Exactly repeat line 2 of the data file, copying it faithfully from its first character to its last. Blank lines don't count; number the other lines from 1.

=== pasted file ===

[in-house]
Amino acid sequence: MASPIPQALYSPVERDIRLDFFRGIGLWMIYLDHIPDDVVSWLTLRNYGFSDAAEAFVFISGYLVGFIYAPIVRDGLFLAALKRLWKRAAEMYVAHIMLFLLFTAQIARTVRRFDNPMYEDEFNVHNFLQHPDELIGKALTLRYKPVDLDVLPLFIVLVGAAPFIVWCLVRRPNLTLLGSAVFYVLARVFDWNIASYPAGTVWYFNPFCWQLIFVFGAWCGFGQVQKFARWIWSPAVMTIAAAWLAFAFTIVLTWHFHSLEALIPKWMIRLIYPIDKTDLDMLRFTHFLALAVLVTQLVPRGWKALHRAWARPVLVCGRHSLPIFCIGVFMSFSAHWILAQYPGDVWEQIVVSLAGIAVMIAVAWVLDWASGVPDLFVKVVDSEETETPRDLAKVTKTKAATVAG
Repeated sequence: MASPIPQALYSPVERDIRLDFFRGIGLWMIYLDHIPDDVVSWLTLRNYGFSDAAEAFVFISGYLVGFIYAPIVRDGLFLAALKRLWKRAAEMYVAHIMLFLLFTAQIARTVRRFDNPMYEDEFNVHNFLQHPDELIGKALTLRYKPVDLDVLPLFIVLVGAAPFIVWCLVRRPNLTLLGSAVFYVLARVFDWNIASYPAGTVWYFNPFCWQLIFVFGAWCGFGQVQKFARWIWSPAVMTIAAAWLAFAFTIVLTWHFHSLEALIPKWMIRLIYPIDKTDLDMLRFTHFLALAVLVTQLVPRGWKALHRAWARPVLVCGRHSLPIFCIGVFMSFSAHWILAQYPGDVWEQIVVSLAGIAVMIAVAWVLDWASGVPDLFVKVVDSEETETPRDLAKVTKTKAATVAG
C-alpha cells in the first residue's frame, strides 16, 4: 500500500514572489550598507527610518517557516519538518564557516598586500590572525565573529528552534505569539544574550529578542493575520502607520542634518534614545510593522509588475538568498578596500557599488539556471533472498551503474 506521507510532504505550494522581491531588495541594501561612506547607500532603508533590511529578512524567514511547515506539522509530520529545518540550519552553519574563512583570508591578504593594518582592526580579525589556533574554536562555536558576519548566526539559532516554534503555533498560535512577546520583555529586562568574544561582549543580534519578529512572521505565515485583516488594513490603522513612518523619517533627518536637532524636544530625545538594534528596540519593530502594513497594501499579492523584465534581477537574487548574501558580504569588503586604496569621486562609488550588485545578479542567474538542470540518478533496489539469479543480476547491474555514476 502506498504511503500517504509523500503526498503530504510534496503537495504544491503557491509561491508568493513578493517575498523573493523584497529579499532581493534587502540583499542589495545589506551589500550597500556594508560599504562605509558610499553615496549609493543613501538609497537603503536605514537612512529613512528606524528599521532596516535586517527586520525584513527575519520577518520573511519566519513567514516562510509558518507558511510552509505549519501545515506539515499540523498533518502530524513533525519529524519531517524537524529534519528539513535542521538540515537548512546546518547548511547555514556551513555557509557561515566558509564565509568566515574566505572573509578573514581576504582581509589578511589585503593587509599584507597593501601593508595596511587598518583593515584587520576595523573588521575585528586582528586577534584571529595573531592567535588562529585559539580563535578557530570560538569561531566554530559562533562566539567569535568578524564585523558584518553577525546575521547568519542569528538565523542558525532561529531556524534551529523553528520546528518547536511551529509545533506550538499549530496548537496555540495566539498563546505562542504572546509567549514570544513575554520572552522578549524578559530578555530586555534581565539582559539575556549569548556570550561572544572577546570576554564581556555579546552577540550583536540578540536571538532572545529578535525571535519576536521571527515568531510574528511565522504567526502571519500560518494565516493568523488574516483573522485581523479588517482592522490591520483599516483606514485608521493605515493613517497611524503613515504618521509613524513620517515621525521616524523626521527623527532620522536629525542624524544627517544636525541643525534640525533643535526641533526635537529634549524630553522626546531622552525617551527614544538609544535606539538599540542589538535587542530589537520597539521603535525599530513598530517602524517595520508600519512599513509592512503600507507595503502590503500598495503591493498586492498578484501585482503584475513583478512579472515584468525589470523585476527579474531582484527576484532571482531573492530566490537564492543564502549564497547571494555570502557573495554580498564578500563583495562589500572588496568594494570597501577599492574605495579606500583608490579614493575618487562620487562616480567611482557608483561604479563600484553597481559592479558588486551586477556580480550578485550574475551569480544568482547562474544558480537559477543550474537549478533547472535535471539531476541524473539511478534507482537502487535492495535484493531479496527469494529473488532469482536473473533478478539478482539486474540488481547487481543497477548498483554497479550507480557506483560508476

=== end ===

Amino acid sequence: MASPIPQALYSPVERDIRLDFFRGIGLWMIYLDHIPDDVVSWLTLRNYGFSDAAEAFVFISGYLVGFIYAPIVRDGLFLAALKRLWKRAAEMYVAHIMLFLLFTAQIARTVRRFDNPMYEDEFNVHNFLQHPDELIGKALTLRYKPVDLDVLPLFIVLVGAAPFIVWCLVRRPNLTLLGSAVFYVLARVFDWNIASYPAGTVWYFNPFCWQLIFVFGAWCGFGQVQKFARWIWSPAVMTIAAAWLAFAFTIVLTWHFHSLEALIPKWMIRLIYPIDKTDLDMLRFTHFLALAVLVTQLVPRGWKALHRAWARPVLVCGRHSLPIFCIGVFMSFSAHWILAQYPGDVWEQIVVSLAGIAVMIAVAWVLDWASGVPDLFVKVVDSEETETPRDLAKVTKTKAATVAG